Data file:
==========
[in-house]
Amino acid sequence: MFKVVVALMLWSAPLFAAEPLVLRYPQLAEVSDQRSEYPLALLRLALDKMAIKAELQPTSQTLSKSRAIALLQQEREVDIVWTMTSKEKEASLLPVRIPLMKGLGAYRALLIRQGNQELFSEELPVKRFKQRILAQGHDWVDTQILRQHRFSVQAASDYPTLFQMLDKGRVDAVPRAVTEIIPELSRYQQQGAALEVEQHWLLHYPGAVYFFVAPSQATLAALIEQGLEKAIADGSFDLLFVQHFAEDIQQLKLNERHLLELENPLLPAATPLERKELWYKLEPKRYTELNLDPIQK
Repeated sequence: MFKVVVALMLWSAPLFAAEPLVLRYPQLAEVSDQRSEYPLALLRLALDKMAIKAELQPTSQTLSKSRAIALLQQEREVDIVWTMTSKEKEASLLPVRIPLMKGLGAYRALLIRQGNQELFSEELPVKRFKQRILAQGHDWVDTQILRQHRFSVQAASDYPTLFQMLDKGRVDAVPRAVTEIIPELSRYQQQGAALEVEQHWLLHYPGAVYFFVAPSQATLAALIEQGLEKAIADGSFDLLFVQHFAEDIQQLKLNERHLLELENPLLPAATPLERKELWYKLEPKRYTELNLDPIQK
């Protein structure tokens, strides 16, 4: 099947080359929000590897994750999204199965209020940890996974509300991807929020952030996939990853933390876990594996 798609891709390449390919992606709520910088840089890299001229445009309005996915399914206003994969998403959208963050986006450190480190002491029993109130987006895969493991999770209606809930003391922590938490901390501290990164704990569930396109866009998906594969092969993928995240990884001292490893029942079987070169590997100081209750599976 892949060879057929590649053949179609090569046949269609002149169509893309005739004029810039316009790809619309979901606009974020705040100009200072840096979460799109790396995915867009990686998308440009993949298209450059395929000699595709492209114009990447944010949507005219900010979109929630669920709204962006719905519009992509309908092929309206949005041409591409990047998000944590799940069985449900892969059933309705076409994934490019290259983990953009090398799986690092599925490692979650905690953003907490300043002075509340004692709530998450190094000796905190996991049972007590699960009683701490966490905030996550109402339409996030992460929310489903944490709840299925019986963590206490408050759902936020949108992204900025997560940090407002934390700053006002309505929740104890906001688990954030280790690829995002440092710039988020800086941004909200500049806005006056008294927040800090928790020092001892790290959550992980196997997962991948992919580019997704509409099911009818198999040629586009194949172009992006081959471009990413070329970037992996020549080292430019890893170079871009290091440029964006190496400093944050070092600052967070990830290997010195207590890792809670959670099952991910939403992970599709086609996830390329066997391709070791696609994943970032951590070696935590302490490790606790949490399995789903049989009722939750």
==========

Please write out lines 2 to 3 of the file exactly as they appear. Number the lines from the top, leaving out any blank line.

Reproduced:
Amino acid sequence: MFKVVVALMLWSAPLFAAEPLVLRYPQLAEVSDQRSEYPLALLRLALDKMAIKAELQPTSQTLSKSRAIALLQQEREVDIVWTMTSKEKEASLLPVRIPLMKGLGAYRALLIRQGNQELFSEELPVKRFKQRILAQGHDWVDTQILRQHRFSVQAASDYPTLFQMLDKGRVDAVPRAVTEIIPELSRYQQQGAALEVEQHWLLHYPGAVYFFVAPSQATLAALIEQGLEKAIADGSFDLLFVQHFAEDIQQLKLNERHLLELENPLLPAATPLERKELWYKLEPKRYTELNLDPIQK
Repeated sequence: MFKVVVALMLWSAPLFAAEPLVLRYPQLAEVSDQRSEYPLALLRLALDKMAIKAELQPTSQTLSKSRAIALLQQEREVDIVWTMTSKEKEASLLPVRIPLMKGLGAYRALLIRQGNQELFSEELPVKRFKQRILAQGHDWVDTQILRQHRFSVQAASDYPTLFQMLDKGRVDAVPRAVTEIIPELSRYQQQGAALEVEQHWLLHYPGAVYFFVAPSQATLAALIEQGLEKAIADGSFDLLFVQHFAEDIQQLKLNERHLLELENPLLPAATPLERKELWYKLEPKRYTELNLDPIQK